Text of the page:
Unfortunately, the Shah coincided his reformist policies with widespread corruption, political assassinations, close ties to the West, and the creation and maintenance of an elaborate intelligence unit called SAVAK, which was responsible for the torture, elimination, and suppression of thousands of individuals accused of acting against the Shah’s wishes. SAVAK relied heavily on American technology to further their aims. Rockwell International installed and maintained a large electronic communications monitoring system that spied not only on Iranian citizens at home but also on Iranian students at U.S. colleges, all under the auspices of the C.I.A., F.B.I. and the State Department. Additionally, high rates of inflation, coupled with an already isolated upper class, which created a hated class distinction between them and the majority of the Iranian populace, and severe corruption only furthered revolutionary sentiment. The final obstacle to mass revolt was removed when the influential clergy within Iran, from clerics to the Ayatollahs protested the Shah’s seizure of religious land, his close ties to the West, which fostered a decline in moral values (such as the infiltration of liquor, pornography, women’s rights, and other “Western decadence’). The Shah’s personal disregard of mass public opinion certainly did not contribute anything beneficial to his position, especially considering his failure to realize that forced conscription through political alignment into his Rastakhiz party only strengthened his opponent’s resolve. By the time of the late 1970’s, the Shah had resorted to using broad force in dealing with the opposition.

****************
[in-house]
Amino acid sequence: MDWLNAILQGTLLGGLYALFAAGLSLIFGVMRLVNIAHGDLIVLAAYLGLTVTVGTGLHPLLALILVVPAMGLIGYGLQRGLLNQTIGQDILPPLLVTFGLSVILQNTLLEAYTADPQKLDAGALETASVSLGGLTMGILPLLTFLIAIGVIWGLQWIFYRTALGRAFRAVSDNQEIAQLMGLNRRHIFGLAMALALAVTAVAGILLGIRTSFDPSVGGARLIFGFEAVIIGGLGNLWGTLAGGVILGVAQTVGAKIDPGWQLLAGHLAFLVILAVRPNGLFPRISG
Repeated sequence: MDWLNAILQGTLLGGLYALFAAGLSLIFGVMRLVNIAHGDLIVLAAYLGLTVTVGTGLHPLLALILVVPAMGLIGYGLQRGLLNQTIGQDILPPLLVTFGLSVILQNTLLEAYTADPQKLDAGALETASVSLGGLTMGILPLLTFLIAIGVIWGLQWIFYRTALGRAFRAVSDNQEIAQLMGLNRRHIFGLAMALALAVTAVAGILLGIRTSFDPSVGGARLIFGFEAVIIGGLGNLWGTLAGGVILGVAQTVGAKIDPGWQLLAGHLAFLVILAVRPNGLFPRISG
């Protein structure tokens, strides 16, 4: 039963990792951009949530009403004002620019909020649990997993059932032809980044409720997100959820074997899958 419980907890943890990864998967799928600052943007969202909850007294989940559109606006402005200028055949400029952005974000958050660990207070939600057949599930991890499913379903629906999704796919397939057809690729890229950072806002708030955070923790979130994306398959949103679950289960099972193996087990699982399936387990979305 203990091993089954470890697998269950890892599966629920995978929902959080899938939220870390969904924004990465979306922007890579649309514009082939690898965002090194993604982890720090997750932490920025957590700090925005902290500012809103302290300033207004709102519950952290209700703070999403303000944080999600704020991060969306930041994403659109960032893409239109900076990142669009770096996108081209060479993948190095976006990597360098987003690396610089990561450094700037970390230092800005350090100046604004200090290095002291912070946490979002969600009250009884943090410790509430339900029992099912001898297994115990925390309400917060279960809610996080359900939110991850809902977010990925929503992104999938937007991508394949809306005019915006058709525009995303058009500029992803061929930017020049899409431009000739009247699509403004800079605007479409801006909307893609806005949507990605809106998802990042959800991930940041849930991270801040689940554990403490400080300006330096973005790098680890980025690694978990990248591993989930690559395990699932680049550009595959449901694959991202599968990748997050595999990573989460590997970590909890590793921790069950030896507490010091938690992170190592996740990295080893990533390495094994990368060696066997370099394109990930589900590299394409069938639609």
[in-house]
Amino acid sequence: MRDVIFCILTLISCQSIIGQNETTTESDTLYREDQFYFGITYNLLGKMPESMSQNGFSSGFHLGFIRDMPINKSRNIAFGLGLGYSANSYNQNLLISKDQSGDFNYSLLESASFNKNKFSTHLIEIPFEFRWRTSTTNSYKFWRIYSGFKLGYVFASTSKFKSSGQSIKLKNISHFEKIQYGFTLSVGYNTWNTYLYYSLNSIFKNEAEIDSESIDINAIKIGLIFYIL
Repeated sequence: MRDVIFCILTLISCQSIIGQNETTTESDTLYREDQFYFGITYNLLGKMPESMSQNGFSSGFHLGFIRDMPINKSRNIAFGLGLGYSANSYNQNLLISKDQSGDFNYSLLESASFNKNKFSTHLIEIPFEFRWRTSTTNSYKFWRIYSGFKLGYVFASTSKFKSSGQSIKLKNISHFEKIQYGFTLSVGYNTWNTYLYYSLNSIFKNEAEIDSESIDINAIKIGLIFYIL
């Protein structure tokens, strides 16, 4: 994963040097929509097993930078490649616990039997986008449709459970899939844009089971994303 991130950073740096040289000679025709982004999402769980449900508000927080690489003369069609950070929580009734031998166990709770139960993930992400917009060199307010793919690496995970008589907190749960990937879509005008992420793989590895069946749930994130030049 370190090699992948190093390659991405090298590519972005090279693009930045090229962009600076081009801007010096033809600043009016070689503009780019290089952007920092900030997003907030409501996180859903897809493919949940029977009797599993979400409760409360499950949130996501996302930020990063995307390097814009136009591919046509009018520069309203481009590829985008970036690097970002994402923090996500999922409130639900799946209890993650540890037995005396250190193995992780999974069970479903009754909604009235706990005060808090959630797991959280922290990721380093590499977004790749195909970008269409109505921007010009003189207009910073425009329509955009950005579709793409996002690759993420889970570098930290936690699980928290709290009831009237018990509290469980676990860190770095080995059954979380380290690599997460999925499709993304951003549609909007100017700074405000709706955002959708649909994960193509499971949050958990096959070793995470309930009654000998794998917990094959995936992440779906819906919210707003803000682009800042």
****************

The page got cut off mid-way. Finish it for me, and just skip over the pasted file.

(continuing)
Knowing all of this, I think that the United States should have applied direct pressure on those areas that we knew to be extremely important: the extension of human rights to political dissent as well as to elements among the intellectual elite which fostered reform for the working class, the inclusion of the poor class into sharing some of the wealth gained by the booming Iranian economy in the 70’s (though how this is to be accomplished is more of a socio-economic matter; what is known is that the lower class found itself increasingly isolated while the upper class monopolized through corruption and other means a greater share of the wealth), and the end of corruption. Where I think the Shah should have been hard (though not to the degree of violence previously demonstrated by his intolerance of clerical dissent) is upon the clerics attempts to control certain aspects of Iranian life, regardless of intent. As the clerics main arguments can be summed up into a series of edicts and suppression of “unacceptable practices and behavior,” one can easily see that the curtailing of human rights by such clerical entities is not to be tolerated. In addition, the immediate stop to American involvement with Iranian monitoring practices and the cessation of business contracts with American corporations that helped modernize technical surveillance.